Re: Suresh Naidu's arguments

Suresh Naidu (
Sat, 19 Oct 1996 21:01:29 -0400 (EDT)

On Sat, 19 Oct 1996, Eric Watt Forste wrote:

> Suresh, I understand your concern for the plight of people less fortunate
> than yourself, but I think there are a couple of important points you are
> overlooking.
> The first is that even though human population has been and continues to
> grow rapidly, the average person on Earth today is far wealthier and has
> a far greater range of available choices than the average person on Earth
> 500 years ago. And people today, even the poorest people in the world,
> have even greater advantages over people of 1000 years ago, 2000 years
> ago, and so on. You might want to think about what causal processes are
> responsible for this change.

True, but the change has not been equitable. The choices available to the
top strata have increased far more than the choices available to the
poor. There are more advantages thanks to technology, but as this is
market driven, the advantages are generally only availible to those who
can afford it. Some trickle down left-overs may make it to the bottom,
but that's it.

> The second is that you are essentially deciding for yourself how resources
> ought to be allocated among various people, and arguing (implicitly, I'll
> admit) that the allocation that you favor should be imposed by force.
> People sometimes accuse extropians of being arrogant, but it has been my
> experience that extropians usually do not display the kind of arrogance
> that I am pointing out here.

I'm sorry if I come across as arrogant. I'm not deciding for myself. This
has been tried before, in spain, before it was bombed into oblivion by
Franco and Hitler. This is not my theory. It has been proposed by
numerous people more able than I. If capitalism continues as the majority
of extropians hope it does, the polarization of rich and poor will become
so blatant that Marx will be right.

> I think it is very important that each individual should aspire to decide
> for emself what to believe and what to value. But the desires and beliefs
> of a single individual are practically worthless as a guide to how all the
> resources in the world should be allocated, and I cannot help but view
> people who think otherwise as potential dictators and long-term threats.
> Bill Gates and Lee Iacocca, two people you singled out for criticism, each
> control a teeny tiny sliver of the world economy. To compare the wealth of
> these wealthy men to the wealth of the poorest people and seek to inspire
> envy of it misses the point that individuals at both ends of the wealth
> spectrum control only tiny pieces of the global economy. In the long run
> it is good ideas, effectively communicated, that shape history, not the
> quicksilver flow of money, which merely serves as a communications medium
> about who wants what where and when.

I agree, but wealth is an indication of power nowadays. For true change,
we're going to need to hear the opinions of everyone, not just the upper
tier committing intellectual incest. I would love to hear the ideas of a
rural Indonesian farmer, but it's not going to happen so long as there is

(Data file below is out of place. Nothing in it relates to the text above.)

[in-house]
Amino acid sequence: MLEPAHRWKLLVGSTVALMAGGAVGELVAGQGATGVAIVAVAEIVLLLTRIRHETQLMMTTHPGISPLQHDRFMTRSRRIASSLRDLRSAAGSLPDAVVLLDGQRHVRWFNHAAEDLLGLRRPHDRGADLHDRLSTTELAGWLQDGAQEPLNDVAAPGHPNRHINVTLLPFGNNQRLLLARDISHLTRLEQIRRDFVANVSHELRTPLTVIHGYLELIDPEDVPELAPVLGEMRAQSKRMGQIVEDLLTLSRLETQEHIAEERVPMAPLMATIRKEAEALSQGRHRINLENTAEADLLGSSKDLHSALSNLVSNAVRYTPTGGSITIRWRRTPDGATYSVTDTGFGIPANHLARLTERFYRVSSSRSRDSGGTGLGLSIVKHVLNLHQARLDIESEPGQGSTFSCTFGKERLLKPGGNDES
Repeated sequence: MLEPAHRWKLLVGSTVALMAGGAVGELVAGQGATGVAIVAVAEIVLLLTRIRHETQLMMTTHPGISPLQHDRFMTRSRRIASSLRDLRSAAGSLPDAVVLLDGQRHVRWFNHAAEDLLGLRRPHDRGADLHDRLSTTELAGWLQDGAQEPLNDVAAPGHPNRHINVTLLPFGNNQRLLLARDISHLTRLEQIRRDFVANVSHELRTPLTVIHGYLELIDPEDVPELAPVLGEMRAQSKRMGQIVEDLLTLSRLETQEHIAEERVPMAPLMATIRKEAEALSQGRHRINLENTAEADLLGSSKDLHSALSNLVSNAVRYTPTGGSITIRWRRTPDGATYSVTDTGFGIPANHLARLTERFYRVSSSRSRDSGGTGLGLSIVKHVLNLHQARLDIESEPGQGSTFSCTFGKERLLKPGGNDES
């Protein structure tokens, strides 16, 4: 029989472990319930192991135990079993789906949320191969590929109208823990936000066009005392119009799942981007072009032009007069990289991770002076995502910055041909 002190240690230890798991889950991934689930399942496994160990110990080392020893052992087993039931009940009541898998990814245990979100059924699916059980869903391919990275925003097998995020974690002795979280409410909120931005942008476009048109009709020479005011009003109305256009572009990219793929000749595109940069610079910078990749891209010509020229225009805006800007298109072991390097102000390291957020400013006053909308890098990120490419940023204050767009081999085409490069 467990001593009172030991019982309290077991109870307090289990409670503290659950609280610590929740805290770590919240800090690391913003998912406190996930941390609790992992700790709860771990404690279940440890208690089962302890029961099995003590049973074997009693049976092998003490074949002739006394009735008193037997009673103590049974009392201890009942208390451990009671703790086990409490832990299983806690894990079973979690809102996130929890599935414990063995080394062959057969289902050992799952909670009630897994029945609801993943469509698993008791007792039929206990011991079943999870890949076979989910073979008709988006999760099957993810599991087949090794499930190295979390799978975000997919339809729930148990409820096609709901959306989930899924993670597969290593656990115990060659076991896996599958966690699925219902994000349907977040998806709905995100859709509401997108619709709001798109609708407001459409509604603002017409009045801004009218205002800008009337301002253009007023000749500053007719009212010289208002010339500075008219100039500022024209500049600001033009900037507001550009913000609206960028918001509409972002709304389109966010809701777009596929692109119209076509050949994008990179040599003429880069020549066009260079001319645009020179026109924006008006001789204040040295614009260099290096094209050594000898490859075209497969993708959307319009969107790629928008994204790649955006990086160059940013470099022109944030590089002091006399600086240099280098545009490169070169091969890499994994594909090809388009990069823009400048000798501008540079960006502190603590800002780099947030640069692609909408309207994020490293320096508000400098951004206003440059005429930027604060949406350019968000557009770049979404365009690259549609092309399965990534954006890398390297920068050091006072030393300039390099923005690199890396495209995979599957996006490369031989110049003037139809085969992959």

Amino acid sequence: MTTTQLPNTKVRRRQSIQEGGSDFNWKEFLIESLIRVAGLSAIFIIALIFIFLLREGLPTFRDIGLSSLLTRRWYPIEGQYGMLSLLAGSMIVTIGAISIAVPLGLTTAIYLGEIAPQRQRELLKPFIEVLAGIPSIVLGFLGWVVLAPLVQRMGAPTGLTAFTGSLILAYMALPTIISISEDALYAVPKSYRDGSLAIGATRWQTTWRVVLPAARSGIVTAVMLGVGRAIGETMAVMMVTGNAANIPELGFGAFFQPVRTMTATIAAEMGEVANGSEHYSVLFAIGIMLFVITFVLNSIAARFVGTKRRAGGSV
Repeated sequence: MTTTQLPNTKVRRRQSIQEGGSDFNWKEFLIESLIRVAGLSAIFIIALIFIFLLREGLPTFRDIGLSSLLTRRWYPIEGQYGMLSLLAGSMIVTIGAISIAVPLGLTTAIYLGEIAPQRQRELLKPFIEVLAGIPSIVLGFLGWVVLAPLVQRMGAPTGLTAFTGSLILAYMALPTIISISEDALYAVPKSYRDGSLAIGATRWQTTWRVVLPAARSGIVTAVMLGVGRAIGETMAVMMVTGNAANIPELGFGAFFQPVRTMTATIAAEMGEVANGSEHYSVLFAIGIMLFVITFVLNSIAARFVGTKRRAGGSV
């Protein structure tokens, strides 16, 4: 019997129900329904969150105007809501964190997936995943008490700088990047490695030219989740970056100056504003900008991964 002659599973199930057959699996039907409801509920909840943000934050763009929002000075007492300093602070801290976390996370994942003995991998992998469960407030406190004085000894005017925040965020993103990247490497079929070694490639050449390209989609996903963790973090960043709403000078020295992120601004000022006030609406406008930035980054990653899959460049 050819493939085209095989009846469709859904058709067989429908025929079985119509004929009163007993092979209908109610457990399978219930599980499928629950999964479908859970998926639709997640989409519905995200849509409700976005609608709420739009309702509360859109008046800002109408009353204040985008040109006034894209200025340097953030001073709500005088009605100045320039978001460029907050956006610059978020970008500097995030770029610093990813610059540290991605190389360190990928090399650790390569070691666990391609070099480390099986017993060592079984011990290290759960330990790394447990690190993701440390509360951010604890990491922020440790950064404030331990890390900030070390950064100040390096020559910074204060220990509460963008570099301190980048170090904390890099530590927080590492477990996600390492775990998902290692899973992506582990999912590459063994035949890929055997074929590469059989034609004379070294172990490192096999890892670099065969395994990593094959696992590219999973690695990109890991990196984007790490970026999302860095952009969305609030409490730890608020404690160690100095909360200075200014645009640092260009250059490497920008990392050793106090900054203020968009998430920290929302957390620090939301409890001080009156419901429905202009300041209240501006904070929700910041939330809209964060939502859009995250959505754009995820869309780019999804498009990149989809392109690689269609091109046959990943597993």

such a big power imbalance. As for the two people I singled out, a
statistic I heard was that 358 people controlled 45% of the worlds wealth.

> My own limited studies of history have convinced me that people in
> positions of political power have done far more damage to the world than
> people in positions of economic power,

Political power has always gone hand in hand with economic power. It's
impossible to divest the two. Even in the hallowed anarcho-capitalism,
the wealth will come to accumulate in the hands of a few, so nothing will
be accomplished without their permission. Pretty much a government,
without the title.

and I don't understand how the
> changes you are proposing could be carried out without entrusting
> responsibility for the allocation of resources to politically powerful
> (but presumably benevolent) individuals. Politically powerful individuals
> have even less incentive to be sensitive to the desires of the less
> powerful than wealthy individuals do. I'd be much more interested in the
> programs you are outlining if you could explain to me how they might be
> carried into practice by some means *other* than mandates and
> prohibitions issued by committees of politically powerful individuals and
> enforced at gunpoint. Because in these sorts of things, choice of the
> right means is just as important to me as choice of the right ends. As
> Ursula LeGuin quipped in THE DISPOSSESSED, the means are the end.

Grassroots movement. No implementation from the elites, like traditional
Marxist ideals. As power becomes more and more centralized, people are
going to want change, but this will conflict with the interests of the
power-holders, be they political or corporate. People still have some
sort of power to affect their world without breaking out the shotguns. We
need to act before even this is taken away from us. No mandate from the
politician will ever advocate getting rid of the politician, unless the
people yell loud enough. I'm hoping this happens before any violence
becomes a threat.

With boycott power and tax revolt, we can still change the machine before
it consumes us.

Suresh Naidu